Some of you may have seen on my Etsy profile or elsewhere that I reside in beautiful, southern California.
Anaheim to be exact.
And while I do my best to make Anaheim even more awesome than it is, there's something here that makes the place "magical". A certain theme park known as "The Happiest Place on Earth."
Seeing as said theme park is one of the largest employers in southern California I may or may not have worked for them at some point. (Twice.)
First off I have to say that working at one of the most popular destinations in the United States will teach you a lot of lessons. You learn how to say no with a smile. You can take a child from screaming tantrum to blissed-out joy in under 6.5 seconds. And you may pick up a thing or two about customer service.
My years of serving the mouse were hard work, even though running around with the characters and helping them interact with the guests sounds like a walk in the park. And I learned a lot about how to turn a bad situation into a shining example of *ahem* Schmisney magic.
So what makes their service so great? What's the secret ingredient? And how can you make that work for you?
First off - Smile! Okay so clearly if you're interacting with people over the internet they aren't going to know if you're smiling or not. But don't be afraid to let a little bit of your personality show. Sure, you're selling a product and you want your customers to take you seriously. But if they have a great interaction with you and get to know you as a person they are so much more likely to come back. And bring friends even! Being friendly and personable never made any business transaction worse.
Be enthusiastic! This one rolls into the one above but takes it to the next step. If you're blase about receiving an order that doesn't make your customer feel very special. Thank them for their purchase. Ask them if there is anything else you can help them with. Maybe they have a special request for a minor change - be gracious and never treat a request as a burden.
While we would like our buyers to respect us, does it always cross our minds to respect the buyer? They've given us their money (or are considering it) for an item that they are trusting us to deliver, intact and on time. Make sure to respect their time and offer timely responses to inquiries. If you don't have time to give an entire answer at least shoot them an email acknowledging that you got their note and you'll get back to them at a later time. And try to be specific about when you'll get back to them if you can. Nothing is more annoying than waiting to hear from someone with no idea when or if they'll ever respond.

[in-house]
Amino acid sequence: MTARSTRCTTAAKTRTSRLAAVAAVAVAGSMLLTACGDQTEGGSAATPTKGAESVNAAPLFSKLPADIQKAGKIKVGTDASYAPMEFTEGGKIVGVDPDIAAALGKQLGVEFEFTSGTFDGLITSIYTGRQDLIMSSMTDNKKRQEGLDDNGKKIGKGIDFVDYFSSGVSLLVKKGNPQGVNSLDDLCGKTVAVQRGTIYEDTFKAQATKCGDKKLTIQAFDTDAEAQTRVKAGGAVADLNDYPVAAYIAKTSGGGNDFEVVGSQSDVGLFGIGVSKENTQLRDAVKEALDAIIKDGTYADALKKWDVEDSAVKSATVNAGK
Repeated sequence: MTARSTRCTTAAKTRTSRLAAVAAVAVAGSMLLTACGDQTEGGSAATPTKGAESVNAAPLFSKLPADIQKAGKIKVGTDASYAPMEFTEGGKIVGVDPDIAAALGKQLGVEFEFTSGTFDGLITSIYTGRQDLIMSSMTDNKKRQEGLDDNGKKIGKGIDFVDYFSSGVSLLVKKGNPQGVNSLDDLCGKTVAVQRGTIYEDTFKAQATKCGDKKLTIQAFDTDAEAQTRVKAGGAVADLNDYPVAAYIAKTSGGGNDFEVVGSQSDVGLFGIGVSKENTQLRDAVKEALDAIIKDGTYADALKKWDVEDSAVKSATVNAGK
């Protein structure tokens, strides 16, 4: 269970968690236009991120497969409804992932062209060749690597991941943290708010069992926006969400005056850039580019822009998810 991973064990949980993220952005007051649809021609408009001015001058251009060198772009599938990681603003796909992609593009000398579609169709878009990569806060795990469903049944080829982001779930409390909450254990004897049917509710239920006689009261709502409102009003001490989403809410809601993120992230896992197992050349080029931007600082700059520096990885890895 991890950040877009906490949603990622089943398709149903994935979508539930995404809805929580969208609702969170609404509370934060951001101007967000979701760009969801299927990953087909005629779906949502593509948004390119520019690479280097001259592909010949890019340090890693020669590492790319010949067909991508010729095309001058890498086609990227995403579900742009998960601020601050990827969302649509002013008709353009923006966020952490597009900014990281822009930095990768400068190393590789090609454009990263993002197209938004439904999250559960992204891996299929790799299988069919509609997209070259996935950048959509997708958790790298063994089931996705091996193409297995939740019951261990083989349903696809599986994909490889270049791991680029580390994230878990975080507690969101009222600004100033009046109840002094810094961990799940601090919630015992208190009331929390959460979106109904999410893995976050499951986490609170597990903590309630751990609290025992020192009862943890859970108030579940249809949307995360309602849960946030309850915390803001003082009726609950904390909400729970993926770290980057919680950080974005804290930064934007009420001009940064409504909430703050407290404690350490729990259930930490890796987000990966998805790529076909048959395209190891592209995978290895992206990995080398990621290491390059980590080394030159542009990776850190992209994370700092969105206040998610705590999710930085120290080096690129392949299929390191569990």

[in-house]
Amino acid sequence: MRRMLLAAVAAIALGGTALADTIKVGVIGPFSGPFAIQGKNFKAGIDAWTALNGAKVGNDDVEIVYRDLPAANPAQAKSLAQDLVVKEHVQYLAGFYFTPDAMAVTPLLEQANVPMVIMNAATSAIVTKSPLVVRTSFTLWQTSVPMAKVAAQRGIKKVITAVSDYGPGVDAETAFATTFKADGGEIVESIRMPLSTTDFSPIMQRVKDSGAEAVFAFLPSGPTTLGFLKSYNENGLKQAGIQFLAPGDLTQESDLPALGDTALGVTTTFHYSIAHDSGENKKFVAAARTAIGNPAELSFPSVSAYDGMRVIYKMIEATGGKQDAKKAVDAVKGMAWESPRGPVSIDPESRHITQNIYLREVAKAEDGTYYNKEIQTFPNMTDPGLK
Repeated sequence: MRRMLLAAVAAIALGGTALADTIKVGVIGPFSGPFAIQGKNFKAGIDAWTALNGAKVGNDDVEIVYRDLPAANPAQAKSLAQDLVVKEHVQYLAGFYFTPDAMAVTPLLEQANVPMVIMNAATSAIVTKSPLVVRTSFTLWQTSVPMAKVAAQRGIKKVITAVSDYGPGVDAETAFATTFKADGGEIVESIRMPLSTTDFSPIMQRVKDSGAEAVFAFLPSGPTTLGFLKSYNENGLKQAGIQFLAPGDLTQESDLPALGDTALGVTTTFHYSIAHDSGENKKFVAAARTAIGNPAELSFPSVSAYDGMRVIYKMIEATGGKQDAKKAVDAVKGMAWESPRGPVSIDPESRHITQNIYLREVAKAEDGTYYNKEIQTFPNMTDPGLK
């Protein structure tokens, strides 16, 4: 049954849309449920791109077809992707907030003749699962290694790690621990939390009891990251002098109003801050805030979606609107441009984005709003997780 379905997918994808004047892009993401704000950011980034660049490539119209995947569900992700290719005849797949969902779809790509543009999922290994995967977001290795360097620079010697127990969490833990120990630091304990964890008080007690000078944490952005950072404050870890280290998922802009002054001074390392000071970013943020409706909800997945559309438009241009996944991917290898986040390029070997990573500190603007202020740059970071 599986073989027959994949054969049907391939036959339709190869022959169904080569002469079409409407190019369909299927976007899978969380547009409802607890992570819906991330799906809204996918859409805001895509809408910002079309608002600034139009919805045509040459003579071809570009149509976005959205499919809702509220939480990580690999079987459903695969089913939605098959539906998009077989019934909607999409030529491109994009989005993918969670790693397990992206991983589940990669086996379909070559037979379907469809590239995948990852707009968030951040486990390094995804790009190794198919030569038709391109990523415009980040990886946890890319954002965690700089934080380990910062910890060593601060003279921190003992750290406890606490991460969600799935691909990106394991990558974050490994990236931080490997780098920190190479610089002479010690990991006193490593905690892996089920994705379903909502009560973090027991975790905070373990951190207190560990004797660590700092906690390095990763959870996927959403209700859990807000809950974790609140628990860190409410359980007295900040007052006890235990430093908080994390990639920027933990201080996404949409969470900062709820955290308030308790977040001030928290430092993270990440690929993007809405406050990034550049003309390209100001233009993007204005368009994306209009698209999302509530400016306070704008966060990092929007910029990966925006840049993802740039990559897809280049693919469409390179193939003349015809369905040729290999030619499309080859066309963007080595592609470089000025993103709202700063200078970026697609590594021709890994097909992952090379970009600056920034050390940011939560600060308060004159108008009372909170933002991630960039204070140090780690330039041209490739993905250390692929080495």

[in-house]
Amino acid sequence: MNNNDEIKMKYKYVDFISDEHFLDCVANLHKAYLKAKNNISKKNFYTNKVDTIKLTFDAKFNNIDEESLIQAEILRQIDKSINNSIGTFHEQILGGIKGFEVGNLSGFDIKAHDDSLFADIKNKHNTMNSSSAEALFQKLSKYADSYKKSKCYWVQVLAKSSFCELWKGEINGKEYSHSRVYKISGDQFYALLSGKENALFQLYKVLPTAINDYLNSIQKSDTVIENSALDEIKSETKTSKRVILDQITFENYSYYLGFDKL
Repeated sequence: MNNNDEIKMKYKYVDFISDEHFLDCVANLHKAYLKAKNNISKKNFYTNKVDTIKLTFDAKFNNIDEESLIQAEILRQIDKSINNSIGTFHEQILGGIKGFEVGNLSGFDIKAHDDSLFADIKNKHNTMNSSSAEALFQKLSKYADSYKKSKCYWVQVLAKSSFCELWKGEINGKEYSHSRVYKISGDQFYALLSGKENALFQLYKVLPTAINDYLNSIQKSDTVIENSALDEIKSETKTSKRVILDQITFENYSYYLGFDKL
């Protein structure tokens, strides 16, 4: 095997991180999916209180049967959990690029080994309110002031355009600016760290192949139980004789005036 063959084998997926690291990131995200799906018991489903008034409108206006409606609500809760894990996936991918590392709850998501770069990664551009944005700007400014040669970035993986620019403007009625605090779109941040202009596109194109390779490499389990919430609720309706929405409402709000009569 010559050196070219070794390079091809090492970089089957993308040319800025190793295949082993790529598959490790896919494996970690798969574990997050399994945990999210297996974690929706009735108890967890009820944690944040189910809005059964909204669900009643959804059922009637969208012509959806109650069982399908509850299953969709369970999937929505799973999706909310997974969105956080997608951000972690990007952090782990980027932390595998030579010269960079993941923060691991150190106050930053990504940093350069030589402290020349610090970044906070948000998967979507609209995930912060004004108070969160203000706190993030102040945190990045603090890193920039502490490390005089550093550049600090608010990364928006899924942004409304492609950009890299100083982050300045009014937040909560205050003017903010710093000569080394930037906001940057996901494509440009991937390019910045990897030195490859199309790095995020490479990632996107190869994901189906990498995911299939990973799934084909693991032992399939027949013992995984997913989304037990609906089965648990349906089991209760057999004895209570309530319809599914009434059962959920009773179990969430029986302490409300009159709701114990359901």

The thing our friends in Anaheim are best known for are their efforts to go above and beyond. This is a lesson that has stayed with me since I first started working there as a freshly graduated senior from high school. Even if it's just something little like putting a hand written thank you note in a customer's shipment. It's all the little things that add up.
For my shop it's easy to go the extra mile. Every item is customized for the particular customer. I like to offer a little something extra for each person I work with. Whether it's a second version of the file with alternative color combinations or just some extra help getting their files printed.
Taking that time to treat each person as if they were your most important customer helps them to remember who you are and keeps them coming back for more.
Meanwhile I'll leave you with a statistic - the average person will tell 2 or 3 people if they have a good experience working with a seller. If they have a bad experience they'll tell 7-10. If you go out of your way to go the extra mile and show them how much you appreciate their business, that's when they can't stop talking about you. And for a small business, word of mouth is your best marketing strategy!
Until Next Time - Nic